CS 4630 - Defense Against the Dark Arts - Sadly this is in the Computer Science department and not the Hogwarts department, but it should still be fun to learn how to prevent people from messing with my computer.

CS 4710 - Artificial Intelligence - Sounds fun.

Architecture 1020 - Lessons in Making - My fun creative class for the semester. An introductory class in design, something I'm interested in.

Photo editing

A random edited photo I did in Computational Photography today. You'll notice that it's slightly brighter and slightly less realistic than the edit of this photo I posted here.

Tuesday, October 12, 2010

OBC, day 11


Today's prompt: “Write your NaNoWriMo protagonist doing something he or she would never do.” I don't yet have a NaNo protagonist chosen, as I may very well not do NaNo this year, but here's one guy I've been tossing around as a possibility having a meeting he swore he'd never have.


“You see, Arthur, there isn't anything wrong with this,” Jonathan said. He held out his hand for the old man, old but not frail, and Arthur refused it. He placed one foot, gingerly, on the dock, his other still firmly on his boat's deck.
Arthur locked eyes with the businessman before him. He didn't trust him. He knew they wanted him to quit fishing, to leave the waters and let them move in, and he knew he wouldn't. It went against everything he believed to even just talk to them, but his father had always told him “Know thine enemy,” and he figured he should at least give it a shot. There wasn't an offer they could put on the table to make him come ashore for good; he just wanted to know how much he was worth to them.
“It just doesn't feel right,” Arthur muttered as he lifted his foot from the boat and set it unsteadily on the dock. It was the first time in years that he had been on anything resembling solid land.
“Give it a minute and it'll be fine.” Jonathan checked his watch. “The car's right this way.”
“No,” Arthur said.
“I was under the impression we were going to talk, and don't you want a place a bit more comfortable than this dock?”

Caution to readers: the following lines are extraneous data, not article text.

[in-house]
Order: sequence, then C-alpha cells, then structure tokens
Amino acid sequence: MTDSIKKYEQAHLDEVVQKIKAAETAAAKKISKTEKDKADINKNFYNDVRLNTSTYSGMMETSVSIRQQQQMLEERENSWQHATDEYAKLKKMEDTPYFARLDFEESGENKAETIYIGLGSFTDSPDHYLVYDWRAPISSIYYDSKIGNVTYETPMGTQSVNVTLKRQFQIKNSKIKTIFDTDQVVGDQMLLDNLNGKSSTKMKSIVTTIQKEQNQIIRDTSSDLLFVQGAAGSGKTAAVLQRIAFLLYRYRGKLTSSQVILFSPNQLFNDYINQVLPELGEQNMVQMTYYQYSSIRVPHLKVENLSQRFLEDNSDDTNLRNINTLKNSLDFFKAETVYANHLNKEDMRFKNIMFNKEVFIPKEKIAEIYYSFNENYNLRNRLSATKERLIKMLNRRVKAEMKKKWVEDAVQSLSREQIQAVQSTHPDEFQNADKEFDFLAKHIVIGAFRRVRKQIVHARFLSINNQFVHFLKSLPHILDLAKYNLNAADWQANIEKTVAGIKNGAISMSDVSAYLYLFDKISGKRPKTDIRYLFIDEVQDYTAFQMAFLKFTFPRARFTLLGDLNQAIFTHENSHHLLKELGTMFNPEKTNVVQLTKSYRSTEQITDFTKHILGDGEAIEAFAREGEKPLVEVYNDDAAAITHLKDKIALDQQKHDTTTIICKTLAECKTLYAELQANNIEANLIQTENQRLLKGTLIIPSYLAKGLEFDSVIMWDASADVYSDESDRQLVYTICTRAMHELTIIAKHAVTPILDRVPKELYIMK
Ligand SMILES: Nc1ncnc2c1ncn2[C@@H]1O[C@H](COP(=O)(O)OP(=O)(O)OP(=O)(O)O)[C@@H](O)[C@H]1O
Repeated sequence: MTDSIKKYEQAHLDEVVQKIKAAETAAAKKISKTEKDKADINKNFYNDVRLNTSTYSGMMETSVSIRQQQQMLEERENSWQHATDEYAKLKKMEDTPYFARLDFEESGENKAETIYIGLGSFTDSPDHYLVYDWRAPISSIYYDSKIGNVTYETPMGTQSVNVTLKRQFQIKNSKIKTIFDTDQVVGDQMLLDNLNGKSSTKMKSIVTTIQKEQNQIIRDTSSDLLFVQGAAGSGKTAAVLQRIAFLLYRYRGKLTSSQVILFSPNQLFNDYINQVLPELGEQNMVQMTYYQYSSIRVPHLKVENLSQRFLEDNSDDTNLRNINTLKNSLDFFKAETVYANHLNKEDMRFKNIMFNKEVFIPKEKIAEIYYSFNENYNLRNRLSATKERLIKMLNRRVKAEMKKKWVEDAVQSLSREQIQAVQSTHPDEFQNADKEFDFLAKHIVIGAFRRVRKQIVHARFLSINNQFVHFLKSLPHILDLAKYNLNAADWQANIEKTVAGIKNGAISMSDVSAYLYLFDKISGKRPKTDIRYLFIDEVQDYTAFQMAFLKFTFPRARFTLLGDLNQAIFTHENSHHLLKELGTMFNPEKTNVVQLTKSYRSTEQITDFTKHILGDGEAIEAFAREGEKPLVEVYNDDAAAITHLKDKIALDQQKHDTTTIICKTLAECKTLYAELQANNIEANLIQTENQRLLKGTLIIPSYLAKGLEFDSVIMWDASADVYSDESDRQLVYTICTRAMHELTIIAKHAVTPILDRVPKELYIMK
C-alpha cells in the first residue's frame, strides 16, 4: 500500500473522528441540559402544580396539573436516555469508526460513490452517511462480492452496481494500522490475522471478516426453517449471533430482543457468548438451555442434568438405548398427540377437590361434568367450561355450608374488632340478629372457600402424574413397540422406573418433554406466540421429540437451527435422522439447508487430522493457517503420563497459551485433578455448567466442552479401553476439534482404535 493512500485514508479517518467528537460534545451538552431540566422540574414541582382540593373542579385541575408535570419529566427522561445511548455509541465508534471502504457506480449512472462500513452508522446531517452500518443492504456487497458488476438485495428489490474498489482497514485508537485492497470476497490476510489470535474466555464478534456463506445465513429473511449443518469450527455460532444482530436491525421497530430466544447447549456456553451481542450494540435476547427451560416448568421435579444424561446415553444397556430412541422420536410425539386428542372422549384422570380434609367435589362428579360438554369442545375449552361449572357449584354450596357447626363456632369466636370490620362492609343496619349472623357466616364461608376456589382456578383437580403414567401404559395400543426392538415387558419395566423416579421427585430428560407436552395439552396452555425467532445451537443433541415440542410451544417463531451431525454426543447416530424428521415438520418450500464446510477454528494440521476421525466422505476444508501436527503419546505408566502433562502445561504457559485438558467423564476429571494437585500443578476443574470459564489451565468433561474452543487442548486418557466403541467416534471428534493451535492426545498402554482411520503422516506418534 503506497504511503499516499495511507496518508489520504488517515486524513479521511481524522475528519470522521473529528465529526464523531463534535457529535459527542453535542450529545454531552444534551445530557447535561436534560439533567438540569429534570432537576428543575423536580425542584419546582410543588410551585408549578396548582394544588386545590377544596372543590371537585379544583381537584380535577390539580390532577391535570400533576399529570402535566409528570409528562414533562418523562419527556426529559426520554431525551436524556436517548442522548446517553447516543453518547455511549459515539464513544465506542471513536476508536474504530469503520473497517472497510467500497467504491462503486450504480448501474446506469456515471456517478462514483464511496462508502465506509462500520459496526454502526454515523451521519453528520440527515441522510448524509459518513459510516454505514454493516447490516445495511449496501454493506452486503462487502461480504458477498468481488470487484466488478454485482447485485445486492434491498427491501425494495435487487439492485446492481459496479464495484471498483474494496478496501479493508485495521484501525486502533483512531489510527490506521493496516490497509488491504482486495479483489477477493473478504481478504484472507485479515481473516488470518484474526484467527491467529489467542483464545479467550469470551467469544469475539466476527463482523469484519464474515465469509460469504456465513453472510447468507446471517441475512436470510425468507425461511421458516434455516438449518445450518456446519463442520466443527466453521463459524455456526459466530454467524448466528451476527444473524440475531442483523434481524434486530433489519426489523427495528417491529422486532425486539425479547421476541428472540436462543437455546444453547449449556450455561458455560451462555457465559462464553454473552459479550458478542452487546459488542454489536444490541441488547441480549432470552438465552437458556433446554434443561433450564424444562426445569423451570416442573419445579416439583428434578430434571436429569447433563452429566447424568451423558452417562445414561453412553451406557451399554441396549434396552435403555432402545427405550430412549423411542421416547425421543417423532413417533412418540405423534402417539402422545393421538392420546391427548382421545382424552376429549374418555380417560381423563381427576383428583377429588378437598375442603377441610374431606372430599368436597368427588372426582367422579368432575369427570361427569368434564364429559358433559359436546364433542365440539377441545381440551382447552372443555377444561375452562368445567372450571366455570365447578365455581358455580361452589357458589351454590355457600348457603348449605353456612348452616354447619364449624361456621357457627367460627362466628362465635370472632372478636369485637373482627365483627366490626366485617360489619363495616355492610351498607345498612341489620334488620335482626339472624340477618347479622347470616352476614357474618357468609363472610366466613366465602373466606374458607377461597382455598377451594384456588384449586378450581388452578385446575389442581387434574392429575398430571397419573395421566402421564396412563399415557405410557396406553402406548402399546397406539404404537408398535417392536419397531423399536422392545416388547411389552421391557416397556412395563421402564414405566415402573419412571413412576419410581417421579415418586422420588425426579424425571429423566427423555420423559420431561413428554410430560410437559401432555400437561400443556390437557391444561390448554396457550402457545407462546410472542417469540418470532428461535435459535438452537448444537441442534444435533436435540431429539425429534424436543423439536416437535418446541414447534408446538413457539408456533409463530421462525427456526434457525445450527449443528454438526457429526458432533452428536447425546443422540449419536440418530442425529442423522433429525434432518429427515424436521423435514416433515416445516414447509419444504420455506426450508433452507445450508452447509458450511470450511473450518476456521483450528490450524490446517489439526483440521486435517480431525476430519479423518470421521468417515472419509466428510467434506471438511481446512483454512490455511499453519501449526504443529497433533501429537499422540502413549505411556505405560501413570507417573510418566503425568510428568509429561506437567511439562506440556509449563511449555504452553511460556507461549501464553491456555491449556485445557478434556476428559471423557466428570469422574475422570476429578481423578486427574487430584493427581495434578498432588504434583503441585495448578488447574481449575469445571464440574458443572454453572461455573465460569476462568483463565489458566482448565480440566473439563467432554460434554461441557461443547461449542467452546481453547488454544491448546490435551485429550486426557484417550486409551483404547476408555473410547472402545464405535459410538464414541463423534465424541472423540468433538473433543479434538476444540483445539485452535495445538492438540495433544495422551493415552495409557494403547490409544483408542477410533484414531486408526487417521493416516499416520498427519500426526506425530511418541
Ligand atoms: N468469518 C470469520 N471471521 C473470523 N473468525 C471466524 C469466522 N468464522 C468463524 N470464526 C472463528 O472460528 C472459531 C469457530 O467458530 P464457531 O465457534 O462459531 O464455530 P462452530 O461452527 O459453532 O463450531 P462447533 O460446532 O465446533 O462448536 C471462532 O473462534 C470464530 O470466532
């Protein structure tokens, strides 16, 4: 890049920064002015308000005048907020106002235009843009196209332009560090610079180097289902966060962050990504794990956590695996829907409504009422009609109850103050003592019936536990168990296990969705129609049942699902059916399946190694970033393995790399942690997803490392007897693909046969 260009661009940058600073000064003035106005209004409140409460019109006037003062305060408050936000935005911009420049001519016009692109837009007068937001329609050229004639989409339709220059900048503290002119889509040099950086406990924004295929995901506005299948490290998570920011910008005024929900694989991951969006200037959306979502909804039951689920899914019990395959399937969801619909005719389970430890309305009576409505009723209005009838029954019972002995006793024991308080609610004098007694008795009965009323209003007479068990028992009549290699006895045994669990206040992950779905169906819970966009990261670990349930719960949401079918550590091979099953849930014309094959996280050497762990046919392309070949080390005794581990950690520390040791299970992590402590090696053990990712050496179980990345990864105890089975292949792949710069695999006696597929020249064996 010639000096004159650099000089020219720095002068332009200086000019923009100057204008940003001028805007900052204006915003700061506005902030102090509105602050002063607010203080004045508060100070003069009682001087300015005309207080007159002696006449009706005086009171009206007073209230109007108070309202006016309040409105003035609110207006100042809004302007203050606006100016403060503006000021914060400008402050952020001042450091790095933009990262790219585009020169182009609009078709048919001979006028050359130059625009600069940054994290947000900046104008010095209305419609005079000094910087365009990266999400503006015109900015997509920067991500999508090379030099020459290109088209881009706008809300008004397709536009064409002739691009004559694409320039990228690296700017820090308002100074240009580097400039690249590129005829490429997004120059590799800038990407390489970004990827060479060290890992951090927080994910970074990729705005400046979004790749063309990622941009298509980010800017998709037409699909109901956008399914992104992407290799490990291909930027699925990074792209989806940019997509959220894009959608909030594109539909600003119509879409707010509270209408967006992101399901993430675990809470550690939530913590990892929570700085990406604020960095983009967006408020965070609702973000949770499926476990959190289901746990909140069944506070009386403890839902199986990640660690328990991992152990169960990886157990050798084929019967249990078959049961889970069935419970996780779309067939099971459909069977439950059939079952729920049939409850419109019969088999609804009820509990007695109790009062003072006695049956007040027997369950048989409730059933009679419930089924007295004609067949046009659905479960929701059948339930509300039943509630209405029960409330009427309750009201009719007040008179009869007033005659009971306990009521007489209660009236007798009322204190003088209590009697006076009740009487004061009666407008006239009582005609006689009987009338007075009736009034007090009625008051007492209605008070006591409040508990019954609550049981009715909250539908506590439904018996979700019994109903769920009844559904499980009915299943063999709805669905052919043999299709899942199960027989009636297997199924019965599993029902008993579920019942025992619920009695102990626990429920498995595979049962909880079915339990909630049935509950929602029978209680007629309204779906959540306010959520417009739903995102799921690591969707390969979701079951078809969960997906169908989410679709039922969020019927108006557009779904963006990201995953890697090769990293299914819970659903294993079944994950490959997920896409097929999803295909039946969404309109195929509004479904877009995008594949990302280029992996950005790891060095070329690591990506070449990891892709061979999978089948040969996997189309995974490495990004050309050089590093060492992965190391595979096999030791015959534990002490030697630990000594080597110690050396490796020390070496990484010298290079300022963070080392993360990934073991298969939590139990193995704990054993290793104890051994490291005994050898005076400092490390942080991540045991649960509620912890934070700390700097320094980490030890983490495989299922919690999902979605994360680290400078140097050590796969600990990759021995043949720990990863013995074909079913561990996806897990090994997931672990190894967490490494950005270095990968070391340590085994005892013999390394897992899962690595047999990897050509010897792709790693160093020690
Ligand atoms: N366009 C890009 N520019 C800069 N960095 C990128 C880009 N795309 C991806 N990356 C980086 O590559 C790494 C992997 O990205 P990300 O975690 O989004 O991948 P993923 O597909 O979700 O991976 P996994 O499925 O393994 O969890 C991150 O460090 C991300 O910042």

“There,” Arthur said. He pointed to a restaurant, built as an offshoot of the pier. There was a walkway to the shore, but its bulk sat above the water.
“Are you sure I can't convince you to come back to our offices?”
“It's either there or I sail away right now.”
“Let me make a quick call,” Jonathan said. He pulled out his phone and began to dial.
Arthur stepped back onto his boat and began uncleating the mooring lines.
“Okay, we can meet there,” Jonathan agreed, lowering his phone without making a call. “It'll take my people a little while to get here, though.”
“I'm fine with that.” Arthur recleated the lines and sat down, his legs dangling over the edge of the boat's deck. He watched as Jonathan typed a message on his phone, wondering exactly what it said. Crazy kook refuses to go on dry land, so we'll need to meet here on the dock. Or maybe something simpler, such as, Meeting moved to dock. Arthur really wasn't sure what level of formality to expect from the annoyed correspondences of a business executive.
Twenty minutes later, a black sedan pulled noiselessly into the parking lot at the shore end of the restaurant's walkway. Arthur laughed as he stood up and stepped back to the dock. “Still going with the black luxury cars? I've always been a bit surprised that you execs don't drive Corvettes or something a little more fun.”
“We don't usually drive ourselves,” Jonathan said. “The stockholders consider it safer to have professionals do that.”
Arthur snorted out another laugh. “When was the last time you drove a car?”
“I don't have a license, actually. I grew up in the city and never needed one.”
Arthur began walking slowly towards the restaurant's backdoor, opening onto the dock. “So what do you do besides trying to convince me to give up my fishing license?”
“I'm the chief operating officer for the North American division of Petrochem. I run everything we do on this continent.”
“And yet you've still got the time to come down here to try to persuade me to quit?”
“I wish you wouldn't view giving up your fishing license as quitting. It'll be a change of occupation, for sure, but these days everyone changes jobs at some point in their life.”
“You kids these days are a new generation. Back in my day, when people started a job, they stuck with it.”
“It's not like you'll be deserting a promise you made.”
“Stop using future tense. I haven't agreed to anything yet. You still need to make an offer that I accept.”
Jonathan smiled a salesman's confidant facade. “I'm sure we won't have any trouble working out some sort of agreement.”
Arthur and Jonathan walked into the restaurant. It was busy, but in a corner, set apart from the rest of the diners, sat a table at which sat a man in a black pinstriped business suit matching Jonathan's.
Jonathan sat down next to his colleague, and Arthur took a seat across the round table.
“Jonathan said you had a driver bring you. Where is he?”
“Our drivers are out with our cars,” Jonathan's associate said.
“Don't want to invite them in here for a bite to eat? I'm sure they're hungry from driving around all day.”
“It's generally considered bad practice to bring unnecessary personnel to business negotiations. I'm Nathaniel, by the way.” Nathaniel extended his hand across the table to Arthur, who ignored it. After a moment he pulled it back. “Would you like something to eat, or shall we commence with negotiating a price?”